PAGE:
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giving happiness global impact

Day 341: Where to Recycle a Battery?

What do you do with the batteries in your house once they are dead? Do you recycle a battery or does it seem to hard to recycle a battery.

Day 341: Give 341

More than two billion household batteries are disposed of each year into a landfill. What’s wrong with that?  Does a dead battery really effect the planet that much?

I wanted to know what happens to the planet when you throw your batteries in the regular garbage. I went to Green Answers to find the answer. (with every questioned asked a tree is planet). Here was the best answer:

“Sending batteries to the landfill fills them up and potentially leaks toxic metals into the ground and water table.  Batteries comprise 20% of the hazardous materials in landfills, and they leak toxic metals when their casings are destroyed which is what happens in landfills.  This is why it is suggested to use rechargeable batteries because they can be reused 1000 times.”

The 3 main toxins that leak from batteries include:


These are not chemicals I personally want to add to our planet. This week I found a great way to recycle my batteries by going to my local Community Centre. A box was set up to make recycling batteries easy and convenient.
Call2Recycle is a not for profit program that has been set up in North America to help reduce the toxic waste entering our landfills. You can drop batteries or cell phones into the drop box and just walk away knowing you have done the right thing for our planet. This year alone they have recycled 582, 080 kilos of batteries diverting them from landfills. That is a lot of toxic waste.
I was very proud of my Community Centre for participating in this program. Maybe your company, local gym or Community Centre would like to join the Call2Recycle program? Helping to save the planet can be as easy as keeping the toxins out of our landfill and into the hands of organizations that are making a difference.
Time Commitment: 2 minutes
I keep any dead batteries in a jar for an easy drop off ( I have changed most our batteries to rechargeable)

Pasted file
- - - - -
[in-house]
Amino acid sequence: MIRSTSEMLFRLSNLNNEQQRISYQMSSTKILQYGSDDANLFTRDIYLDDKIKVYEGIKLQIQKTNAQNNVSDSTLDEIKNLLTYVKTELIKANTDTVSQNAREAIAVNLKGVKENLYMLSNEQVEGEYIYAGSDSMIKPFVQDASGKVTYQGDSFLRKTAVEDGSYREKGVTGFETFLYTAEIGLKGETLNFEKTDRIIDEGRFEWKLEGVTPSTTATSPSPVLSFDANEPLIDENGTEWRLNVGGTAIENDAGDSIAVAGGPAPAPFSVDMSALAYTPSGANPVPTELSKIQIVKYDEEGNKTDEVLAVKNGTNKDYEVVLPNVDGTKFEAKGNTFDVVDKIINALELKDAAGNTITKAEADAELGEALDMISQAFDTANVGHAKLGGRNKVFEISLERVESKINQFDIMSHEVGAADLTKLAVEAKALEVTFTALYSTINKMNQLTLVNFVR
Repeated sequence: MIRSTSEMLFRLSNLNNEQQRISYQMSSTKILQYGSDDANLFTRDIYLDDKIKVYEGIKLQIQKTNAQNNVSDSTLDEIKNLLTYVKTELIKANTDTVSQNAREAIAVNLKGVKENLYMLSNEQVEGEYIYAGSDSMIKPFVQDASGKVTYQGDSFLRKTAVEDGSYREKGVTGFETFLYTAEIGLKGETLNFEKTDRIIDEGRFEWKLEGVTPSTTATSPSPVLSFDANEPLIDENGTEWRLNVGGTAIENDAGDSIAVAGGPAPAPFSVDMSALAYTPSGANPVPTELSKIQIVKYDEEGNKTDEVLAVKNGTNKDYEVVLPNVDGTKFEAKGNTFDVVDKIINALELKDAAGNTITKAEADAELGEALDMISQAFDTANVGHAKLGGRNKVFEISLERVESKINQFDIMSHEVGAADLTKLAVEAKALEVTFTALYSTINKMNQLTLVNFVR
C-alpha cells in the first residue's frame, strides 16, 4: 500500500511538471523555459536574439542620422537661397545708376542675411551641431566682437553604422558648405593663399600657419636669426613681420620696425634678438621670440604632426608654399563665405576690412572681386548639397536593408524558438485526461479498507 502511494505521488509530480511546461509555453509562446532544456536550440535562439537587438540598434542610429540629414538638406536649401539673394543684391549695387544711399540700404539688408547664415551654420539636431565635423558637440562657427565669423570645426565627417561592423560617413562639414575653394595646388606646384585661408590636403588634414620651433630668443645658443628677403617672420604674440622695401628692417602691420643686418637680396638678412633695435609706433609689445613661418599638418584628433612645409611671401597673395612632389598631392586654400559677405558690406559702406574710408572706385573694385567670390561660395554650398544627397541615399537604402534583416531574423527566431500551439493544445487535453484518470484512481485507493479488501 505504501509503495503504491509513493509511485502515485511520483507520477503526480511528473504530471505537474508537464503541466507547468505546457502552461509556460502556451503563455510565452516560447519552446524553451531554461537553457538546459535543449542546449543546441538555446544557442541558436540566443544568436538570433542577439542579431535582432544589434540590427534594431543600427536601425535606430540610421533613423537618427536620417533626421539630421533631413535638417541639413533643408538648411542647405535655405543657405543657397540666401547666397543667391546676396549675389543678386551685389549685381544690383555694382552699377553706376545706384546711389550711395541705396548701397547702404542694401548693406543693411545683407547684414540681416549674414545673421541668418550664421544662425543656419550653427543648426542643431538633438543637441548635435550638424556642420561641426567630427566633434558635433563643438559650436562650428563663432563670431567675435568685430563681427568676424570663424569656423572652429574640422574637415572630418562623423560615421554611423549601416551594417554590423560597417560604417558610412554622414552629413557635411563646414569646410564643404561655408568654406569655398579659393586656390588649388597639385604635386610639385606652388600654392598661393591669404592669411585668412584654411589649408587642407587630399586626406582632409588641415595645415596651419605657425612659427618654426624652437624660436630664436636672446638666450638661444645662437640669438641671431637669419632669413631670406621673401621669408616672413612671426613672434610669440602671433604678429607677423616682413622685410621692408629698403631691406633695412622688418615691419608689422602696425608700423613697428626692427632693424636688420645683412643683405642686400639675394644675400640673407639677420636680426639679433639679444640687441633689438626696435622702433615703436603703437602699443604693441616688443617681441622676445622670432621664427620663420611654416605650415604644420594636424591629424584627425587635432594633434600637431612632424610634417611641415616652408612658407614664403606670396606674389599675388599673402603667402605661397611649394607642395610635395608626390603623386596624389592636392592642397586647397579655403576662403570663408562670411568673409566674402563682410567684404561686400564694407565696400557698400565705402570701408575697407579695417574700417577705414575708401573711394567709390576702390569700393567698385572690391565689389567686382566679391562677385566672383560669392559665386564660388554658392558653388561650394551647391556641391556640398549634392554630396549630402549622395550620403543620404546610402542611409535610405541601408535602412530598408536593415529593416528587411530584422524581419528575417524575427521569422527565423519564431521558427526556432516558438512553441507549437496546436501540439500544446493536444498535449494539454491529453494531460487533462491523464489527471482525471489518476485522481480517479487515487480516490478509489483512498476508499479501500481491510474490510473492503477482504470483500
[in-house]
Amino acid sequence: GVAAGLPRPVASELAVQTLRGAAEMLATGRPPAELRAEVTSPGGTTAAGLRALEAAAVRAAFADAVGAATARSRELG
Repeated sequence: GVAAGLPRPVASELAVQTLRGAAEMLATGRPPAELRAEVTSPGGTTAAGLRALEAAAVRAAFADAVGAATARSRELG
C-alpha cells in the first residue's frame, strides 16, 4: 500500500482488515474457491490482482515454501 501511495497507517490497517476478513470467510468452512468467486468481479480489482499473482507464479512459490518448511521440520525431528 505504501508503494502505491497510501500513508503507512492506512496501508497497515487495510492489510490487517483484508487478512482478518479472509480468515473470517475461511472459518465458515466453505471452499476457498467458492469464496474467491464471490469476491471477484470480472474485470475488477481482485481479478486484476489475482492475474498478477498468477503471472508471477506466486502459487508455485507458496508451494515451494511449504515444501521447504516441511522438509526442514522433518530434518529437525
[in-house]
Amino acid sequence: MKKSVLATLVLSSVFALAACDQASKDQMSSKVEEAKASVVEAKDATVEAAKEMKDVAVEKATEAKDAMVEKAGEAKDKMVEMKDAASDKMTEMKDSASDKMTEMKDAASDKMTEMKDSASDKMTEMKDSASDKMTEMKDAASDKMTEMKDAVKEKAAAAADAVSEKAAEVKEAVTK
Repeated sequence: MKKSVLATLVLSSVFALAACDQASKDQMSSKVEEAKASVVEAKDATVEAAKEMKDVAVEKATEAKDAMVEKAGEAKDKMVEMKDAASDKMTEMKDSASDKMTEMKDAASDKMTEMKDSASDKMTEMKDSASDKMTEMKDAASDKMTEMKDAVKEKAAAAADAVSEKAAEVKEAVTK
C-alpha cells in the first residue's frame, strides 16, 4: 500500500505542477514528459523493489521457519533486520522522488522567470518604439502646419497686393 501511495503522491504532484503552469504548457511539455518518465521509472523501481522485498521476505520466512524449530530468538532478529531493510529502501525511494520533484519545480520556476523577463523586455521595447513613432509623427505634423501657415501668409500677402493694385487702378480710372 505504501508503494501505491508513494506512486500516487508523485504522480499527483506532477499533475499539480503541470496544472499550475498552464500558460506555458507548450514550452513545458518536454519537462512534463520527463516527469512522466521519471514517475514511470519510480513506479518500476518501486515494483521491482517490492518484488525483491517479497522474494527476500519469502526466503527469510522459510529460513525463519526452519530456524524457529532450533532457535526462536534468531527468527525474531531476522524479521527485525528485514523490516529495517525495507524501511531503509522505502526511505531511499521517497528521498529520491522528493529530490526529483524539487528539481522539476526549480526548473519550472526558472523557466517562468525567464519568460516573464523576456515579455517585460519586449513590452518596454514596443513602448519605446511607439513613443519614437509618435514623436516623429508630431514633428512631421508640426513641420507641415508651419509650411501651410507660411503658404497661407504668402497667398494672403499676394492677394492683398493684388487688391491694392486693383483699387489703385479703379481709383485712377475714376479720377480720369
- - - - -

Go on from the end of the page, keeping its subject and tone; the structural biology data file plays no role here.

Cost: 0

What people are saying about 365give

“I wanted to express my gratitude for the teaching you provided today. Your message was delivered eloquently, compassionately, and without judgment. The kids were engaged, and now have knowledge with which they can change the world. We all appreciated how you took the time to help us learn to build positive mindsets and practice happiness.”
Shelley Gardner, Grade 6 Ridgeview Elementary (West Vancouver)
“Actions really do speak louder than words, which is why I believe the 365give Challenge has resonated throughout my community. Every give we do is so important to us and leaves us happier and appreciating our lives a little bit more than before.”
Mahina Niyozova (Tajikistan)
“After watching the 365give TEDx Talk, I was inspired to join and begin a daily giving program in India. Today, along with 12 other volunteer women, we provide 100 meals to local underprivileged children in Bangalore for school every day.”
Deepika Ahuja, Mom (Bangalore, India)
“My life has greater meaning now.”
Renate Jorge, @BeKindBrazil and 365give Member, Family Program (Brazil)
“I just wanted to share that 365give really helped me. I am a better person now, thank you.”
MayLee, 365give Member, Individual Program
“This 365give Challenge has really injected excitement and extra enthusiasm in each work day as I think about what we can do. It has motivated me and the students.”
Cristina Peters, School Counselor (New York City, USA)
“I have seen a huge shift in energy throughout my classroom since doing the 365give Challenge. The Challenge has empowered my students to make a positive difference in the school’s community and beyond.”
Cella Adriana, Special Needs Educator /The Holliswood School (New York City, USA)
“The 365give Challenge helps students understand their impact on others. It opens avenues for introducing and discussing global and local issues in classrooms. It is powerful to watch students of all ages think about how they can make a change in another person’s life with one small act.”
Jessica Hall, Primary Teacher, French Immersion at École Pauline Johnson (West Vancouver, Canada)